Since Minnesota Gov. Tim Walz announced statewide school closures March 15, Catholic schools around the diocese have been getting creative with technology to implement distance learning.
One of the most popular tools is YouTube, an online video-sharing platform. The site allows teachers and students to watch videos, upload original content and share it.
“This is new for us,” said Ann Dettmann, principal of St. Andrew School in Elk River. “Father Mark [Innocenti] suggested we explore this tool, and so we did.”
Students can view announcements from the principal, prayers and birthday announcement each morning, as well as video greetings from their teachers.
“It allows our students to see us, smiling,” Dettmann said. “I think that goes a long way in helping them feel a bit calmer during these stressful times. Some have sent videos back of the students returning our greetings, so it warms our hearts, too.”
Students at Holy Trinity School in Pierz have been using the school’s YouTube channel to share presentations with each other and their families for about a year. The staff recently posted a video they recorded of the Children’s Stations of the Cross.
Teachers also are recording themselves teaching lessons, giving morning greetings, leading prayers and using educational resources to engage students from different locations in the school building.
“Recording will take place in multiple places throughout the school to keep students connected,” said Principal Debra Meyer-Myrum.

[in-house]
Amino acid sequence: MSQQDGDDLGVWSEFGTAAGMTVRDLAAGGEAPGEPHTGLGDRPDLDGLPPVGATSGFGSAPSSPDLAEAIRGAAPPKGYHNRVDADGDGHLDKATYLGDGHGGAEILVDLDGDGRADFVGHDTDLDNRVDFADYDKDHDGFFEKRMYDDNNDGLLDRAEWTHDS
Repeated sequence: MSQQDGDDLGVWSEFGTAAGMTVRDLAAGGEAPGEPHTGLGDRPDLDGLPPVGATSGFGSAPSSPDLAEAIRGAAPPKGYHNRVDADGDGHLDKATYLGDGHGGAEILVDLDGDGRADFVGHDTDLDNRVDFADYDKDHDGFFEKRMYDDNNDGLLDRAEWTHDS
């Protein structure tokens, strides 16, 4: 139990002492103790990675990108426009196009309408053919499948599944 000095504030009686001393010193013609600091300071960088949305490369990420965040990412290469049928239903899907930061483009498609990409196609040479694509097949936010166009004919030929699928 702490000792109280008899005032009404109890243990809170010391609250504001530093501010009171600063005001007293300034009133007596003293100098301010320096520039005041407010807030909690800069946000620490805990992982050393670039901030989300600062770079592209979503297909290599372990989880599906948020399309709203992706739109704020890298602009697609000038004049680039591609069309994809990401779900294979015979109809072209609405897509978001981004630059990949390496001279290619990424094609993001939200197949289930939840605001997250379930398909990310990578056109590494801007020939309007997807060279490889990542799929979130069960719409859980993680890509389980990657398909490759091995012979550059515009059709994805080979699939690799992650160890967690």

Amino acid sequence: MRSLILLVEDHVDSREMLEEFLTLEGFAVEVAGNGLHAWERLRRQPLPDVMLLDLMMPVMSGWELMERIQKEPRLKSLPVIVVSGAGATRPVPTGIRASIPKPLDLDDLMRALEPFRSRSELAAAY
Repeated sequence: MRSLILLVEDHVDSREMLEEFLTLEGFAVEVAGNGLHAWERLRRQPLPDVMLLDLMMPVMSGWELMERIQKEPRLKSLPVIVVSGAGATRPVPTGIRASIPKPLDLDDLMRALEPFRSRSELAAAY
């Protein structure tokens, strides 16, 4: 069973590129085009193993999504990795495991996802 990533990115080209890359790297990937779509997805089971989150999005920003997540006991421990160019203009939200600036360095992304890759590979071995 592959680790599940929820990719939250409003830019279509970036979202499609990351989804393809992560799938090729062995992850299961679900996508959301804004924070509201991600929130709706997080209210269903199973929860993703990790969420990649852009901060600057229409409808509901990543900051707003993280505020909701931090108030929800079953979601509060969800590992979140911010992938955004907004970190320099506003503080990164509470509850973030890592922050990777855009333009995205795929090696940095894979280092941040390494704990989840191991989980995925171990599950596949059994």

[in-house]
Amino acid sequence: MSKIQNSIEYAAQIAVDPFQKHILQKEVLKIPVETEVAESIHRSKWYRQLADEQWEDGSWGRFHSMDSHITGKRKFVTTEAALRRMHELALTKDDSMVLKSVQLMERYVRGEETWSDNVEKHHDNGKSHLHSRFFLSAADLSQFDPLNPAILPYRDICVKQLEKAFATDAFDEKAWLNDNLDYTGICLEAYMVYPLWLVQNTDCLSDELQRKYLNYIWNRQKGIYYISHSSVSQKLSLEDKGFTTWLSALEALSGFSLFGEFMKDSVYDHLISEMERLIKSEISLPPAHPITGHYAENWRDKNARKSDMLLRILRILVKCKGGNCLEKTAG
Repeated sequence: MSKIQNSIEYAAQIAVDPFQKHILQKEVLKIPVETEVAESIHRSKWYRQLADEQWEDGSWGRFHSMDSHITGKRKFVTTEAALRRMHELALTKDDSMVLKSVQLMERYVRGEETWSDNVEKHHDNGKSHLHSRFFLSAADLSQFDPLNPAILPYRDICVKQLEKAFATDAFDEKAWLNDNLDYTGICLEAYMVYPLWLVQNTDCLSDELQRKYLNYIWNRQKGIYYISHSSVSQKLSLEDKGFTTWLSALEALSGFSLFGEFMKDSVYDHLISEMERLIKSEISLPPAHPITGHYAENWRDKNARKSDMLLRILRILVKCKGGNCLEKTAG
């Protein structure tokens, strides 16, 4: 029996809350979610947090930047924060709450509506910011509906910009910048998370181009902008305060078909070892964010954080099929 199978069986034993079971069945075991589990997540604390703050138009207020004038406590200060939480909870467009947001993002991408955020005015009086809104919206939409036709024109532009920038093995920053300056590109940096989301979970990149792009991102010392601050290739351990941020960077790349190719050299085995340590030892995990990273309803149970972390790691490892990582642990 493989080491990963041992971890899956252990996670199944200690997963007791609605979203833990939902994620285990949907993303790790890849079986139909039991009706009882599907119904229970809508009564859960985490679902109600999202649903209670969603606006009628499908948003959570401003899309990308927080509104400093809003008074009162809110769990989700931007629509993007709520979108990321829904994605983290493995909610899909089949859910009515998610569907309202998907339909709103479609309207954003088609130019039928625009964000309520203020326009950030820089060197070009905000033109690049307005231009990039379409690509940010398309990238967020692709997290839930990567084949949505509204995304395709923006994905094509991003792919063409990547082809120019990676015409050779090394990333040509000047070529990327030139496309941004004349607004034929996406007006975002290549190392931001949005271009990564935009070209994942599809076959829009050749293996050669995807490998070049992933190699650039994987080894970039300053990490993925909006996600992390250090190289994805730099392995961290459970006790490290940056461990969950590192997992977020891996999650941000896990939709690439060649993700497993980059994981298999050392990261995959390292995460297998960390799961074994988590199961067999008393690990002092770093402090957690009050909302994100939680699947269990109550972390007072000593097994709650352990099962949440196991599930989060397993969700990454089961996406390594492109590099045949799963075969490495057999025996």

Having this time as well as the necessity for staff to develop their technology skills is a gift, she said. It’s an opportunity to look at new ways to engage students in learning and make connections with the community.
“It’s always important to look at the gifts that come out of a difficult situation,” Meyer-Myrum said.
Online safety is an issue for educators when using a platform as large as YouTube.
“We learned about SafeYoutube.net, and that is huge for us,” Dettmann said. “It allows us to share the links in a way that doesn’t expose our children to other YouTube content that might not be appropriate.”
Because YouTube has policies in place to protect children from inappropriate content and commercials, schools will be more likely to keep using it in the future, Meyer-Myrum said.
Dettmann said she hopes the use of video helps add a bit of normality to this time of uncertainty and change.
“We love and miss our students,” she said. “We know this connection is important to foster even though we can’t be together.”